His two best oppos are refered to as "Bomber" ??? and "Gollum" from Lord of the Rings.
    Think mines was FRISB!!.
    Never done me any harm, but then again I think there was more maturity in young men when I was seventeen than there is in seventeen year olds today.
    8)
     
  9. Possibly something to do with the lifestyle of your time as opposed to the style of today. Nowadays [whether we like it or not] the stay at home TV watching, computer playing, internet surfing kid is less robust. It's the reality we have to work with and we need to adapt as much as they do.

    Dishing out nicknames which are designed to poke fun at, or demean our juniors are not a good way to build respect and ideal working relationships.

    SF
     
  10. I was lucky then, all I got called was 'Jimmy', apart from the odd million or two insults over the years...
    :)
     
  11. In as much that I totally agree with your statement on different lifestyles and out looks, why should it be us that adapt? Surely with the knowledge that we have attained over the years, I thought it would be the other way around.
     
  12. I think nicknames are great and I had plenty at school.

    I love my Navy one so much, I use it as my login for this site and many others.

    SF, I don't think the majority of nicknames are as bad you make out. I would rather have a nickname than constantly be refrerred to by my surname, which is what most of the youngsters in Collingwood do.

    IMHO for many, being assigned a nickname gives them some kudos.

    I would however draw the line at very inflamatory ones such as Fat Twat, Lard Arse etc. Saying that, I have been called upside down head in the past when I had a beard along with my bald head and it did not upset me in the slightest as it was TRUE. :)
     
  13. The real problem with the current era is far to many people take offence when none is intended, and then too many people become afraid of unintentionally causing offence.

    Most service knickmanes ahve always been intended as lighthearted, I remeber very many moons ago being told by our CCF chief (a retired WW2 S/M coxswain) that bastard in the navy was a term of endearment and in my experience it was.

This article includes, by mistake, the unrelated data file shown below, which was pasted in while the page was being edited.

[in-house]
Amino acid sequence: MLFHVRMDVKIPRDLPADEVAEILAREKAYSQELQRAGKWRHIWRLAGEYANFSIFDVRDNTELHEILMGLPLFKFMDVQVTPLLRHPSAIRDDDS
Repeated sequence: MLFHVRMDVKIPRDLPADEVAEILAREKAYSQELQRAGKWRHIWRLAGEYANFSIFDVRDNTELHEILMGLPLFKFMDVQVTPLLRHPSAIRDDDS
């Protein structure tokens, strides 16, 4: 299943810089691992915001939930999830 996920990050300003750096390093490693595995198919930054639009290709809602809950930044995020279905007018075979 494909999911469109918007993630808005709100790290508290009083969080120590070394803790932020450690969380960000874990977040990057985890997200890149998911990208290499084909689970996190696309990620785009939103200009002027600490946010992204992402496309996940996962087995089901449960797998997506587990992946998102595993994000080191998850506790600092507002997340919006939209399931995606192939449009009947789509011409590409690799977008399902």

The ship I did my Mids time on had two black Rhodesian sailors whom were universally known as OMO and DAZ, and by all appearances thrived on it. OMO in particular was an excellent seaman and picked up his hook at the first opportunity and was being considered for CW.I some how doubt this would be allowed today even if it was genuinely just a bit of fun.

    One aso has to remeber that even complete politness can be seen as insulting, so if you pick the wrong guy you will be wrong whatever you do.

    Peter
     
  14. Whilst Plod in Souff Lunnun my admiring public annointed me with many nicknames some of which were:

    Cnut, Wanker, Filth, Dickhead, Fat Bastard, "I'll get you when I get out" was my favorite normally bestowed in the Court Cells after an appearance before a Judge.

    Nutty
     
  15. First name terms then Nutty?
     
  16. During Manchesters first commision the captain decided it would be good to have a sons at sea week. This was duly done and about 15 sons of sailors spent a most enjoyable week onboard.
    By the end of the week they nearly all had aquired nicknames, not from the crew but from each other. Jack Guntrips lad was suddenly gunners, my son was Littlewoo. all tis from youngsters whos ages ranged from 9 to 17.
     
  17. Clearly you were well loved by your victims, wel done.

    Peter
     
  18. Not a Prince of Denmark (or Darkness) but I speak passable Danish.

    One nickname I had at work from the colleague who bullied me was Captain Haddock (which I happen to like) and Halfwit (which I'm not so keen on). When I complained about the bullying eventually (after several years) to our Personnel Officer she said I was mentally ill for suggesting her friend was a bully. Our religious zealot has hinted that he thinks I'm Satan. so clearly I am a Deranged Satanic Captain Haddock, Halfwit Prince of Darkness... :lol:
     
  19. slightly off the thread but--------------
    an old kilick chef once told me that one of the members of THE SWEET (dont know which) was x mob. apparently the song BLOCKBUSTER is about when he was trapped in a veg locker by an amorous PO BROWN. he never let the truth get in the way of a nice dit !
     
  20. Not Freddie? I checked out your pic and it was very early mercury don't you think?